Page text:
In the 1987 movie Overboard, actress Goldie Hawn plays Joanna, an uber-wealthy heiress whose yacht pulls into Elk Cove, OR for repairs. Bored, she hires local carpenter Dean Proffitt (played by Kurt Russell) to remodel her yacht’s outrageously large walk-in closet.
Proffitt, after several long days of hard work in hot weather, builds a pretty spectacular closet with a clever, custom-designed, spring-loaded shoe carousel to house Joanna’s massive assortment of designer shoes. On a tour of the completely remodeled closet, Joanna asks Proffitt what kind of wood he used. When he tells her oak, she explodes into a fury, declaring she’s not paying him for any of his work because everyone knows you make closets out of cedar. “Well you may have wanted cedar, but you didn’t ask for cedar,” Proffitt retorts. “It’s no problem,” he declares. “But I have to tell you it’s going to more than double my estimate.” Joanna storms off in a huff up to the main deck, firing Proffitt and throwing his large toolbox–his livelihood–into the bay.
It may be Hollywood, but this depiction of a difficult luxury client is not too far from reality, according to several integrators we spoke with about the challenges of serving the luxury market with large, sophisticated projects. The key to success is learning how to effectively manage the luxury client.
“Luxury clients are very demanding…absolutely,” Al Reinhard, owner of AHT Global in Miami, FL, said. “Demanding, and at times, unreasonable. They’re used to getting everything they want.”
“The luxury client is a very demanding client,” said Navot Shoresh, owner of Troy, MI-based Spire Integrated Systems. “People who are paying at this level usually have very high expectations…if at times unrealistic.”
“Rather than ‘luxury clients,’ I would call them ‘high-end, high-expectation clients,’” David Rogers of Dallas Sight and Sound in Texas said.
Finally, Dave Raines, president and CEO of Osbee in Harrison, NY, added rather optimistically, “Most clients are demanding, but can be reasonable.” He means they can be reasonable, but only if you know how to handle them.
High-flying integrators who have risen into the rarefied air of high-stakes, high-end luxury installations–loosely defined as high six-figure to low seven-figure projects (and up)–have developed a customized set of tools to deal with the unique attributes of these clients. They also warn that this business is risky, challenging, and reserved only for those who are prepared to remake their companies in order to meet the special needs of this top-percentile demographic.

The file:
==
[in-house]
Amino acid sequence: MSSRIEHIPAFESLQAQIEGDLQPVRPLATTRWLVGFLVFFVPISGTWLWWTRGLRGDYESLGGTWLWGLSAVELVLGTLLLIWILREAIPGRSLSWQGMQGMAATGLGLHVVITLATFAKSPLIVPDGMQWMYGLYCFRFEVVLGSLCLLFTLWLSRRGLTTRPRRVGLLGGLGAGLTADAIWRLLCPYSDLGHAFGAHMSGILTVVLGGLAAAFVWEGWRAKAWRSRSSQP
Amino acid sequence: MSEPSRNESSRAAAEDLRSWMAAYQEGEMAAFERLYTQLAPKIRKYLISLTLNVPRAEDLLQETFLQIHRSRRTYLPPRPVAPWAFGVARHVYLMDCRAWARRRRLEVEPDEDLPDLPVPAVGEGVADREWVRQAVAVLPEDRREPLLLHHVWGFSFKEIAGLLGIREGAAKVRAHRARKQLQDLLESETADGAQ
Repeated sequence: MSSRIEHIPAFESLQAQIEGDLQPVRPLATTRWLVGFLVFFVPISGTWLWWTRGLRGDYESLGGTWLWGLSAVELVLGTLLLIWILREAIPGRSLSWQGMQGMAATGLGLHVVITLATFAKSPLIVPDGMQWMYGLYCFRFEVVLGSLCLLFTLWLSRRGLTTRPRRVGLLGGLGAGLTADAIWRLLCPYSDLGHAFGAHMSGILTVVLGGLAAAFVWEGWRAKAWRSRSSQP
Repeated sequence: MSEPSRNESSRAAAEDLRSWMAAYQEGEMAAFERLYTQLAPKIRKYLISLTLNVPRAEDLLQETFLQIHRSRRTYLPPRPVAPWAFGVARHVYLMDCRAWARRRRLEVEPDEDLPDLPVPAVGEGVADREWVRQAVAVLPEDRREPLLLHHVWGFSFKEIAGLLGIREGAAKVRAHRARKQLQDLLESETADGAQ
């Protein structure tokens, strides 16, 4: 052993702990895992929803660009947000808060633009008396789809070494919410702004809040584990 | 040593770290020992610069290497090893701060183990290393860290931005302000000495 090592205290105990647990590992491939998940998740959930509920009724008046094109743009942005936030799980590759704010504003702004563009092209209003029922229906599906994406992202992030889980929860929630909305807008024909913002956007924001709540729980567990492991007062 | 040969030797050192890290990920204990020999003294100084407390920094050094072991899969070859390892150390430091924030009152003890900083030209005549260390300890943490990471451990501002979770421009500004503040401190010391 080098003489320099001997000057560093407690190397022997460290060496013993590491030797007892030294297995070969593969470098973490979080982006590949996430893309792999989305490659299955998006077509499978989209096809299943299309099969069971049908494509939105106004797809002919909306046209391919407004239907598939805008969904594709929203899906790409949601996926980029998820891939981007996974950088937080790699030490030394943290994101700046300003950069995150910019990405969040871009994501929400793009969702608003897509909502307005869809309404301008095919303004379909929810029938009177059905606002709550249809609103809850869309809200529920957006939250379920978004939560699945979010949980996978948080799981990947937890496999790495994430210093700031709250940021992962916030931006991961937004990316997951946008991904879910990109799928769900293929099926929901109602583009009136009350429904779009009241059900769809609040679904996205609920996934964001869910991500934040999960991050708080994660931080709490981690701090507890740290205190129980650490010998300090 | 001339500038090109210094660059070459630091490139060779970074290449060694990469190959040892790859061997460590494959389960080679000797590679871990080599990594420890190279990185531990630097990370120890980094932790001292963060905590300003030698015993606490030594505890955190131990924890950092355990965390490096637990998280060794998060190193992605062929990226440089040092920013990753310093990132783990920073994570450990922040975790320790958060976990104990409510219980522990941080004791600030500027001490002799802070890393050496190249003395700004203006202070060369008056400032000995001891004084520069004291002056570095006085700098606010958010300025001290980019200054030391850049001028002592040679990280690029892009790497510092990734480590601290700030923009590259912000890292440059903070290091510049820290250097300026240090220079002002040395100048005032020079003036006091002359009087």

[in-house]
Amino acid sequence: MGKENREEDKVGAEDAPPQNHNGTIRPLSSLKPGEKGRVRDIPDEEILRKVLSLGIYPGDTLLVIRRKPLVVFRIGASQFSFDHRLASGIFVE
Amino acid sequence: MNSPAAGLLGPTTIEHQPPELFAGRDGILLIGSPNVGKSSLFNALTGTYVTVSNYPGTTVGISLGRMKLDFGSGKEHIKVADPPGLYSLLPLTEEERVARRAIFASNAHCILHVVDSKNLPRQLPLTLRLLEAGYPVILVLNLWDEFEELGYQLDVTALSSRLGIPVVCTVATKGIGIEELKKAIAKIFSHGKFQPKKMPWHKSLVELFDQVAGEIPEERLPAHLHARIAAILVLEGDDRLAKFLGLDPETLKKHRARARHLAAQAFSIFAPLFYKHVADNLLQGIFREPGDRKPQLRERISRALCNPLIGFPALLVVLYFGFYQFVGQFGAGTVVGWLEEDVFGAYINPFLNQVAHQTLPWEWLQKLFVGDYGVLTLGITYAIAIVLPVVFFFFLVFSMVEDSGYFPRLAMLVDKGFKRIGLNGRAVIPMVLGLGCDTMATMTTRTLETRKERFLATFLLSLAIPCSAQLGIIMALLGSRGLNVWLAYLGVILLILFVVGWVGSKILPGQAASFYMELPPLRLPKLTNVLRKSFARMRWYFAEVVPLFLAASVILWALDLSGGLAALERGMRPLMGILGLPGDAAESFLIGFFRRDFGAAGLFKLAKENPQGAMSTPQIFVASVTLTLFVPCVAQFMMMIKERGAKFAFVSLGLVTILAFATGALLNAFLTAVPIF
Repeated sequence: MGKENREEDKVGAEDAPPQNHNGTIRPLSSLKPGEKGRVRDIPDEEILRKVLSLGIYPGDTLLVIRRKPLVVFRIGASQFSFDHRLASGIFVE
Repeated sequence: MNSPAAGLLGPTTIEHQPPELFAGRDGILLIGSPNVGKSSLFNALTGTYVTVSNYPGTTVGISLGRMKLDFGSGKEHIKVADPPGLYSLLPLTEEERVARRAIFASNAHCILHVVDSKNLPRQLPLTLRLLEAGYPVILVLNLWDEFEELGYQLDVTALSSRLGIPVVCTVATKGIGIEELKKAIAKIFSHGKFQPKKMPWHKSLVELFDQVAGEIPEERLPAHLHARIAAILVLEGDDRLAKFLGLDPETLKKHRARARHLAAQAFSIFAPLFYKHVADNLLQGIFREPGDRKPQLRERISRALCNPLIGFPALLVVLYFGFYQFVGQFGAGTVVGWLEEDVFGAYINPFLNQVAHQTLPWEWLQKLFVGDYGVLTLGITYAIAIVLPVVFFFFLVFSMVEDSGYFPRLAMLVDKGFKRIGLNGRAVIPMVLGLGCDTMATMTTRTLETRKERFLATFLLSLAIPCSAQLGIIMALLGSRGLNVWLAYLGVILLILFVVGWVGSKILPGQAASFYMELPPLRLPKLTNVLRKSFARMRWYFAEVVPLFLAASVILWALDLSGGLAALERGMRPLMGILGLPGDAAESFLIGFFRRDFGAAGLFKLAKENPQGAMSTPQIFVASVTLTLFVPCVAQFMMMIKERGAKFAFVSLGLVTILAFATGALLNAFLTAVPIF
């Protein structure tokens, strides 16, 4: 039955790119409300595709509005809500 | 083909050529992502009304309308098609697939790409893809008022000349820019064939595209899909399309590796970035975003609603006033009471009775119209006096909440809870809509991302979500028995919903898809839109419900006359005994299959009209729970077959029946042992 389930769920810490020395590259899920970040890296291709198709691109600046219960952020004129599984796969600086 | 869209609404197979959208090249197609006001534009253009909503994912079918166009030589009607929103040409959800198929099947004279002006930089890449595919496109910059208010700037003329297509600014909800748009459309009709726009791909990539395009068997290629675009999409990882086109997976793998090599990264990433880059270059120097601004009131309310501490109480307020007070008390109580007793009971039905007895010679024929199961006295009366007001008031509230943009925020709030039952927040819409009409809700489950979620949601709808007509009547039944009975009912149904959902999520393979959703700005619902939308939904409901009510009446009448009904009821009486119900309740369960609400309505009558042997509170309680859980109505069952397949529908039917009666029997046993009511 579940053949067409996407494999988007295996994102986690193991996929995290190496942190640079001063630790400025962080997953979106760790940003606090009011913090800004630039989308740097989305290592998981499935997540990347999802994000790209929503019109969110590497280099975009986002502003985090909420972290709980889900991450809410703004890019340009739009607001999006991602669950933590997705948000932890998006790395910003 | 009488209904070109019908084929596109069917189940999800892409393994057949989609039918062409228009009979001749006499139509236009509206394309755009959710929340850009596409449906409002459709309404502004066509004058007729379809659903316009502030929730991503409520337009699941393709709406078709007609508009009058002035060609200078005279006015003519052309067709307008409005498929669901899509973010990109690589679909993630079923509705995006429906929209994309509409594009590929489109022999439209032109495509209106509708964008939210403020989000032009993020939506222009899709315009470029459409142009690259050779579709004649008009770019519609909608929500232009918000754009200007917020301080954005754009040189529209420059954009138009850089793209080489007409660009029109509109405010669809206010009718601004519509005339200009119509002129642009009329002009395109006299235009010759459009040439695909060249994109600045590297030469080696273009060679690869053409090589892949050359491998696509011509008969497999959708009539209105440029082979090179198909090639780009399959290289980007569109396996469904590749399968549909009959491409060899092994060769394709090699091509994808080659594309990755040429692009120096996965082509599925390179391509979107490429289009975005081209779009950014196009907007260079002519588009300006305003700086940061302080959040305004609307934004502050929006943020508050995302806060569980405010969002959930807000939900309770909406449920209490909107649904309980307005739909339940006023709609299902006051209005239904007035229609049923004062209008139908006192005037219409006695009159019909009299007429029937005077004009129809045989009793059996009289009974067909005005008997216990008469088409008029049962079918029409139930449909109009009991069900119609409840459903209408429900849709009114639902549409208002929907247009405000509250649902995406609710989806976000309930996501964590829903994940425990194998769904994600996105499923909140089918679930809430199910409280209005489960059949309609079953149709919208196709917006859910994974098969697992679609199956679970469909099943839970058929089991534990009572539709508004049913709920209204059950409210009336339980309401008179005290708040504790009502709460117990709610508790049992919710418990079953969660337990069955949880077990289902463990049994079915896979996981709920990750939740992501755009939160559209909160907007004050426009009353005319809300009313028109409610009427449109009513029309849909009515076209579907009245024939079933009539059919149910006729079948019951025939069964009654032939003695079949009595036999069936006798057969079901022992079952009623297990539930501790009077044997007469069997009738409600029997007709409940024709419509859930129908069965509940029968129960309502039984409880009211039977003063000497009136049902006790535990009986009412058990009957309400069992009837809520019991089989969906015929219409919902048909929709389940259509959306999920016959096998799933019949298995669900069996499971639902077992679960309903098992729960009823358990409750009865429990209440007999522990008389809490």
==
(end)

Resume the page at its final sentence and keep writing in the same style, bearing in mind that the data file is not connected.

Being a Business Partner
To begin, it’s important to understand what these types of clients are looking for in an AV integrator for their projects–usually either new construction or significant remodels of existing homes.
“The biggest thing in catering to the luxury market is availability [of the staff and owner] to your client and customer service,” Reinhard explained. “It’s really about making sure that they’re taken care of by someone in your organization. Even though somebody on my staff is working with a client, I always tell my clients, ‘You can always call me if you feel you need to speak with me. If you have a problem, please call me,’” he added, noting that clients have his personal cell phone number.
“With high-end, high net-worth clients, it’s all about trust,” Shoresh said. “We walk them around our entire office. Most luxury clients are businesspeople, and they want to see that they’re working with a businessperson. I show them all of our processes. I [explain] our core values and take them through the design department, the warehouse, the rack building area…everything. You have to talk to them on their level.”
Reliability, First and Foremost
According to the integrators interviewed, the single most important goal of the luxury buyer is a reliable system. While this is high on the list of priorities for any home automation customer, it is absolutely paramount for the luxury client.
“Reliability is the most important thing,” said Dave Raines. “Many of them have had a solution before that’s automated, whether it be Crestron, Savant, or Control4, and they seek our advice.” Raines noted that often this previous experience was a nightmare, or an otherwise unsatisfactory experience. The client hopes to rectify this with a new, more reliable solution.
“Reliability is the highest requirement and trending upward,” Rogers laughed. “And it’s really borne out of the frustration of how technology has become so widespread. Yet in many ways, the quality has trended down,” Rogers added, noting the day-in/day-out challenges and confusion of using wired and wireless systems streaming relatively low-quality, internet-based music through apps.